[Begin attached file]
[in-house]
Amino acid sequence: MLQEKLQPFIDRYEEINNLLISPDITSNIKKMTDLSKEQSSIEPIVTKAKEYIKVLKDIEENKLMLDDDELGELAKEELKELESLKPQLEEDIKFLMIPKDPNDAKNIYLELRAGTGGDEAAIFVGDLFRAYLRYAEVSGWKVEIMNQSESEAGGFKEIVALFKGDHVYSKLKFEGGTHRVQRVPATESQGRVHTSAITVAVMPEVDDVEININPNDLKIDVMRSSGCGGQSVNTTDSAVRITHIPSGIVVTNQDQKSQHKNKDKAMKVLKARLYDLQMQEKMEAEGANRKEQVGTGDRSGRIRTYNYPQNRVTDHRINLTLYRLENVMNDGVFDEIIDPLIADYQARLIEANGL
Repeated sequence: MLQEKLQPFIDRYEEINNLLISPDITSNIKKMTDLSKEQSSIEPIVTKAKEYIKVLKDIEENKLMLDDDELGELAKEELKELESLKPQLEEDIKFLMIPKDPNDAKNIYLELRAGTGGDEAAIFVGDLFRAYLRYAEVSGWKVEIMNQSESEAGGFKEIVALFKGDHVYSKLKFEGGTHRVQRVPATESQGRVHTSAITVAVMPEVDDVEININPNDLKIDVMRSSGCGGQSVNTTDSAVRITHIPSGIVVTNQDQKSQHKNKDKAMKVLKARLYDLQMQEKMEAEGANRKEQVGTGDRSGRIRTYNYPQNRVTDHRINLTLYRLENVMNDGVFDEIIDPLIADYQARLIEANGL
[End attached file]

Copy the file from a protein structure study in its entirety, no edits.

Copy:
[in-house]
Amino acid sequence: MLQEKLQPFIDRYEEINNLLISPDITSNIKKMTDLSKEQSSIEPIVTKAKEYIKVLKDIEENKLMLDDDELGELAKEELKELESLKPQLEEDIKFLMIPKDPNDAKNIYLELRAGTGGDEAAIFVGDLFRAYLRYAEVSGWKVEIMNQSESEAGGFKEIVALFKGDHVYSKLKFEGGTHRVQRVPATESQGRVHTSAITVAVMPEVDDVEININPNDLKIDVMRSSGCGGQSVNTTDSAVRITHIPSGIVVTNQDQKSQHKNKDKAMKVLKARLYDLQMQEKMEAEGANRKEQVGTGDRSGRIRTYNYPQNRVTDHRINLTLYRLENVMNDGVFDEIIDPLIADYQARLIEANGL
Repeated sequence: MLQEKLQPFIDRYEEINNLLISPDITSNIKKMTDLSKEQSSIEPIVTKAKEYIKVLKDIEENKLMLDDDELGELAKEELKELESLKPQLEEDIKFLMIPKDPNDAKNIYLELRAGTGGDEAAIFVGDLFRAYLRYAEVSGWKVEIMNQSESEAGGFKEIVALFKGDHVYSKLKFEGGTHRVQRVPATESQGRVHTSAITVAVMPEVDDVEININPNDLKIDVMRSSGCGGQSVNTTDSAVRITHIPSGIVVTNQDQKSQHKNKDKAMKVLKARLYDLQMQEKMEAEGANRKEQVGTGDRSGRIRTYNYPQNRVTDHRINLTLYRLENVMNDGVFDEIIDPLIADYQARLIEANGL